The Legacy of Lumet

The Legacy of Lumet

Apr 11, 2011
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Master of the silver screen!

Over the weekend, about it one of this generation’s great filmmakers passed away. Sidney Lumet had an illustrious career directing some of Hollywood’s most celebrated films. In fact, his first film, “12 Angry Men” is regarded as one of the great classics of all time (with a 100% rating on Rotten Tomatoes). Other exceptional films are “Dog Day Afternoon”, “Serpico”, “The Verdict” and my personal favourite, “Network”. In 2005 he was awarded the Academy’s “Lifetime Achievement” award because of his prolific contribution to the art of film. In his 50 yearlong directing career he made an average of one film per year. In case that doesn’t strike you as impressive, allow me to say, “it is”.

What made Lumet such an important director? Well, for starters, he focused completely on the story and the characters. This made for amazingly realistic and honest films. He was one of the first directors to be recognized as making movies that were socially realistic. He would often shoot on location, do only one or two takes for each shot and encouraged his actors to improvise. But the main reason he was able to make real and honest films was because he was so good with the actors. Sidney Lumet’s name is synonymous with “the actor’s director”. He would give incredible attention and respect to his cast and they delivered incredible performances because of it. Collectively, his films garnered 46 Oscar nods including 18 for the actor’s performances.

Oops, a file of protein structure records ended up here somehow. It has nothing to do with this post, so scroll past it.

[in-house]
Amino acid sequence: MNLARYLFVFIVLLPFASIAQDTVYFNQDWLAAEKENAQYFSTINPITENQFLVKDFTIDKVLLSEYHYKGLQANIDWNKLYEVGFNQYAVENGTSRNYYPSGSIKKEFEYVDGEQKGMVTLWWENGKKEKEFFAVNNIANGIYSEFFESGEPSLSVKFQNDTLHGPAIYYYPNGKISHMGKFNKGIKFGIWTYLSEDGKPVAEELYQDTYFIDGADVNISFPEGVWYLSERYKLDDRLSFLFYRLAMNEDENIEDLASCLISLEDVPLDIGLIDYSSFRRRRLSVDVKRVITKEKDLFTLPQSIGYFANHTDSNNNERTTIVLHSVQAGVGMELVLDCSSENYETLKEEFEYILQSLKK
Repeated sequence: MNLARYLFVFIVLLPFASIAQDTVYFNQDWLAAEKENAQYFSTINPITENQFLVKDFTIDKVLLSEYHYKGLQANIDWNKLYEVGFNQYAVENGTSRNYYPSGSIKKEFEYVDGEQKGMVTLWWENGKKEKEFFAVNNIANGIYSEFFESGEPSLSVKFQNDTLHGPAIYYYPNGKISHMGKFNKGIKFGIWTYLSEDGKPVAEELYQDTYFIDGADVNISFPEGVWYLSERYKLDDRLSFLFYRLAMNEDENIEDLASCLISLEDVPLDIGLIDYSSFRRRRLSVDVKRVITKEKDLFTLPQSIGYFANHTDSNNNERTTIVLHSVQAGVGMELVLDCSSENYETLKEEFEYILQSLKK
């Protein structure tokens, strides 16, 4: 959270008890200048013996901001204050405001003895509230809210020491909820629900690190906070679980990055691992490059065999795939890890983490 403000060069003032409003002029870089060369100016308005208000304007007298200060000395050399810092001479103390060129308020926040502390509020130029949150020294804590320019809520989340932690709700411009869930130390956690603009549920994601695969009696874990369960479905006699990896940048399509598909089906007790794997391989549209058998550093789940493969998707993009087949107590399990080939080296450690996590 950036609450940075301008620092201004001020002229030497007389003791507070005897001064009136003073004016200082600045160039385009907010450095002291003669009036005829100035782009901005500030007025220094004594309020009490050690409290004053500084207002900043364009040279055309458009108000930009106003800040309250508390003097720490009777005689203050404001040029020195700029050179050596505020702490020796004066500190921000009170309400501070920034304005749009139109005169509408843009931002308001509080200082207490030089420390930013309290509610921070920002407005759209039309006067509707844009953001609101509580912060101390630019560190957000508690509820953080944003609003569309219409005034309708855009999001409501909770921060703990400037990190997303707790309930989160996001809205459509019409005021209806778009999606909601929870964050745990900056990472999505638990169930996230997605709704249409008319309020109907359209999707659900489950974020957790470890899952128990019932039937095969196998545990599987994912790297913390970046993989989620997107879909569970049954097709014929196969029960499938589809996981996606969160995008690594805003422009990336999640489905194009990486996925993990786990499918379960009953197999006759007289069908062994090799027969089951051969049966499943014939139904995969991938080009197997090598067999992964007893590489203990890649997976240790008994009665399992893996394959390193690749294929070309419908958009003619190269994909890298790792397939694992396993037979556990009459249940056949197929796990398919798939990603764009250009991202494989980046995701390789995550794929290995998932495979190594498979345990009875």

His stories typically centered around major moral/ethical problems (“12 Angry Men”, “The Hill”, “The Verdict”, “Daniel”). His hero was always the underdog with amazing courage to stand up against the system. Lumet was also fascinated by the human price paid for this courage and conviction, both for the hero and those around him/her. All his movies went beyond the basic quandary of philosophical problems and delved deep into the human spirit and the complexities of how people respond to injustice and corruption.

In light of Sidney Lumet’s passing, I thought it would be right to celebrate this man. So, I’ve decided to pick 5 of his films spanning his long career and review them in this blog over the next month. I’m going to start this week with 1976’s “Network”. This film garnered 10 Oscar nominations and won 4 statuettes. In fact, it is tied for most “performance” Oscars won by one movie (3; tied with “A Streetcar Named Desire”) and received 5 acting nominations in total–a rare accomplishment, indeed.

Mr. Lumet, thank you for your tireless passion and commitment to creating honest, thought-provoking films. You will be missed.


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Craig the Critic

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